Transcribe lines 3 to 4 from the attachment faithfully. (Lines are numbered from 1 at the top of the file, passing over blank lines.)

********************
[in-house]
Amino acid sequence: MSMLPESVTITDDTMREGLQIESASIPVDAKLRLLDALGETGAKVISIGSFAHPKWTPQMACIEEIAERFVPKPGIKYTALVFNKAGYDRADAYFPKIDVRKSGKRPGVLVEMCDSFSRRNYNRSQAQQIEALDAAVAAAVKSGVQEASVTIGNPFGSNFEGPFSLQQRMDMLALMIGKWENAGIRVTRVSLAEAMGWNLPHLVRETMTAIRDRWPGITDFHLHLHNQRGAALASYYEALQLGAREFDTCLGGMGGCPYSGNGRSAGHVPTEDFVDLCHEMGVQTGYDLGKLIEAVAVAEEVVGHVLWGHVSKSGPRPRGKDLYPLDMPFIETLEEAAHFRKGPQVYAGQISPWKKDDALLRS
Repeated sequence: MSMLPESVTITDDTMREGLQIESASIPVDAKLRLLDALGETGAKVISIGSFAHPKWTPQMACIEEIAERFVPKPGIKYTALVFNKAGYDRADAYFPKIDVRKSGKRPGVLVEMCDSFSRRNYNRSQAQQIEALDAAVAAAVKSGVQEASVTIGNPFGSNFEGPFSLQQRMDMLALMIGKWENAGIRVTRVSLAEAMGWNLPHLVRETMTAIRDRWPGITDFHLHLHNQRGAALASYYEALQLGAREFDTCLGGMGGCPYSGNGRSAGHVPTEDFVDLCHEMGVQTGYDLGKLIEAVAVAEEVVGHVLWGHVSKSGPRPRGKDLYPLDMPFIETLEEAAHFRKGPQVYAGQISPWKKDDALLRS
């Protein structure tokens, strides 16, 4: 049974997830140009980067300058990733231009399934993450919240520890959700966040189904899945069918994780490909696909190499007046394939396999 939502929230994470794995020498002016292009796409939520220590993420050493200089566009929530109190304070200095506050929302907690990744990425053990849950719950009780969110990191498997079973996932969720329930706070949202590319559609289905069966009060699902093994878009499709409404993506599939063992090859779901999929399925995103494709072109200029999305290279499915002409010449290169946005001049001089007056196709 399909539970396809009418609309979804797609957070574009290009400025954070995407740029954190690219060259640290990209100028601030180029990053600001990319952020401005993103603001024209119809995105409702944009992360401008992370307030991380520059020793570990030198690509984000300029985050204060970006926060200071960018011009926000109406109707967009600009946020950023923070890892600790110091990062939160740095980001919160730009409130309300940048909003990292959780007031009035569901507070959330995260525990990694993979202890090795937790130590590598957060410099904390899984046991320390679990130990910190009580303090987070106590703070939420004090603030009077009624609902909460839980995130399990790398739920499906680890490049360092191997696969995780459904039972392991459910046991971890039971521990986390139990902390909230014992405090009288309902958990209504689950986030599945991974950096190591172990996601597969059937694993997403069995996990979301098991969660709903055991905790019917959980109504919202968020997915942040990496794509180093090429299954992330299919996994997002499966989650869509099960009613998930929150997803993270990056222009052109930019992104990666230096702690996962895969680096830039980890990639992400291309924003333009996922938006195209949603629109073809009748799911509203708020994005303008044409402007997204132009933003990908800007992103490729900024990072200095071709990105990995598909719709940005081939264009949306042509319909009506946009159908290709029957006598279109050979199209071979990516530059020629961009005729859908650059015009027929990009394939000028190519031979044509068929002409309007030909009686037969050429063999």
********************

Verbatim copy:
Repeated sequence: MSMLPESVTITDDTMREGLQIESASIPVDAKLRLLDALGETGAKVISIGSFAHPKWTPQMACIEEIAERFVPKPGIKYTALVFNKAGYDRADAYFPKIDVRKSGKRPGVLVEMCDSFSRRNYNRSQAQQIEALDAAVAAAVKSGVQEASVTIGNPFGSNFEGPFSLQQRMDMLALMIGKWENAGIRVTRVSLAEAMGWNLPHLVRETMTAIRDRWPGITDFHLHLHNQRGAALASYYEALQLGAREFDTCLGGMGGCPYSGNGRSAGHVPTEDFVDLCHEMGVQTGYDLGKLIEAVAVAEEVVGHVLWGHVSKSGPRPRGKDLYPLDMPFIETLEEAAHFRKGPQVYAGQISPWKKDDALLRS
């Protein structure tokens, strides 16, 4: 049974997830140009980067300058990733231009399934993450919240520890959700966040189904899945069918994780490909696909190499007046394939396999 939502929230994470794995020498002016292009796409939520220590993420050493200089566009929530109190304070200095506050929302907690990744990425053990849950719950009780969110990191498997079973996932969720329930706070949202590319559609289905069966009060699902093994878009499709409404993506599939063992090859779901999929399925995103494709072109200029999305290279499915002409010449290169946005001049001089007056196709 399909539970396809009418609309979804797609957070574009290009400025954070995407740029954190690219060259640290990209100028601030180029990053600001990319952020401005993103603001024209119809995105409702944009992360401008992370307030991380520059020793570990030198690509984000300029985050204060970006926060200071960018011009926000109406109707967009600009946020950023923070890892600790110091990062939160740095980001919160730009409130309300940048909003990292959780007031009035569901507070959330995260525990990694993979202890090795937790130590590598957060410099904390899984046991320390679990130990910190009580303090987070106590703070939420004090603030009077009624609902909460839980995130399990790398739920499906680890490049360092191997696969995780459904039972392991459910046991971890039971521990986390139990902390909230014992405090009288309902958990209504689950986030599945991974950096190591172990996601597969059937694993997403069995996990979301098991969660709903055991905790019917959980109504919202968020997915942040990496794509180093090429299954992330299919996994997002499966989650869509099960009613998930929150997803993270990056222009052109930019992104990666230096702690996962895969680096830039980890990639992400291309924003333009996922938006195209949603629109073809009748799911509203708020994005303008044409402007997204132009933003990908800007992103490729900024990072200095071709990105990995598909719709940005081939264009949306042509319909009506946009159908290709029957006598279109050979199209071979990516530059020629961009005729859908650059015009027929990009394939000028190519031979044509068929002409309007030909009686037969050429063999």